The New Brigade
Odd Future—the ubiquitously anointed "face of 2011 punk" leaving SXSW—come armed with a multi-platform marketing push and an icky rape fetish, both begetting deeply weird vibes. What about teenage punk that sounds like it gives a fuck, rather than adamantly insisting that it doesn't? Take The New Brigade, a blistering debut from adolescent Dane agitators Iceage. Already something of a blood-smeared scandal in Copenhagen, the album's first domestically released batch of vinyl sold-out on pre-orders and awaits re-press. It deserves more than life as some hard-to-find curio for genre geeks. Iceage's amped-up synthesis of cracked post-punk melody and bonkers hardcore aggro is darkly anthemic enough to really connect. (The lack of a U.S. PR firm shouldn't be a disqualifier, right?)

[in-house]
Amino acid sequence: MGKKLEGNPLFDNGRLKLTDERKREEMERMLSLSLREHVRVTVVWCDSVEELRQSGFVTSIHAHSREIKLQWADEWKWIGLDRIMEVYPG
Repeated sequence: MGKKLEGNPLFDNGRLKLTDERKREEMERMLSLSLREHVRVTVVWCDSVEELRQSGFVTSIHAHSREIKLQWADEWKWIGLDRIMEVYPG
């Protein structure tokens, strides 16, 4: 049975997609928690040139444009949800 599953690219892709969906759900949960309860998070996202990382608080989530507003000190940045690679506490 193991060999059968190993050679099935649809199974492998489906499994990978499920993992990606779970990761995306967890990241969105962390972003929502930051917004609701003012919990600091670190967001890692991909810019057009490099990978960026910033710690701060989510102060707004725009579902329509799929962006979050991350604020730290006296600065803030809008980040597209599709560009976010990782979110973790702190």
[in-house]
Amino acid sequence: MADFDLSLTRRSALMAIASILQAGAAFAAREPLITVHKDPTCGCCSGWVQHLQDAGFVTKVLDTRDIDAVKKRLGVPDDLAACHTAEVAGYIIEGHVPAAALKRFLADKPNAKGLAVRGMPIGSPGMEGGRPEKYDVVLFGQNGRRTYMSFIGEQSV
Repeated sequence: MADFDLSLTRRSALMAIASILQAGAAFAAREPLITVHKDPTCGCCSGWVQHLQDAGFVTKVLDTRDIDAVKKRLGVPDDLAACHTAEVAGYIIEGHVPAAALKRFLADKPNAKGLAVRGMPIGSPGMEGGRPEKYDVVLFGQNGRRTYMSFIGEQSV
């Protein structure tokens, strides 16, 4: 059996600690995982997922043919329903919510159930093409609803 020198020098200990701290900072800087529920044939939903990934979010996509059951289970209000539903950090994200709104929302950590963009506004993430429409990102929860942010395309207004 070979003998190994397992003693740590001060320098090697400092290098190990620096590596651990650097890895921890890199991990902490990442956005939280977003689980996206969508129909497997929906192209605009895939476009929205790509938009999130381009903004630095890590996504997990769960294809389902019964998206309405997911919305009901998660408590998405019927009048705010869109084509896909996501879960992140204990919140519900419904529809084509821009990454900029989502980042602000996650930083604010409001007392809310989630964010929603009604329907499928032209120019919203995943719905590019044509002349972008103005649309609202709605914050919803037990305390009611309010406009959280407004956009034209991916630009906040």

Singer Elias Rønnenfelt has a casually feral voice that coats serrated guitars and relentlessly maniacal drum fills with claustrophobia-dodging brightness. These songs are intensely short and fast, but still find time for weird structural turns and sudden jags of open space. A few songs, like the album-closing "You're Blessed," near the playful ferocity of Pink Flag-era Wire. Though their slurred, English-sung lyrics keep them from sounding quite that brainy, the speed with which they immolate ideas and cast them away suggests a restless mind or two. You get a lot of flimsy debuts from young bands these days that feel like coy withholding—flashing just enough style to signify potential. The New Brigade's 24 minutes affect you like a drenching workout, or an exhilarating freefall. You're giddy, almost glad just to be done, body still quivering. Which is to say: what a great punk record!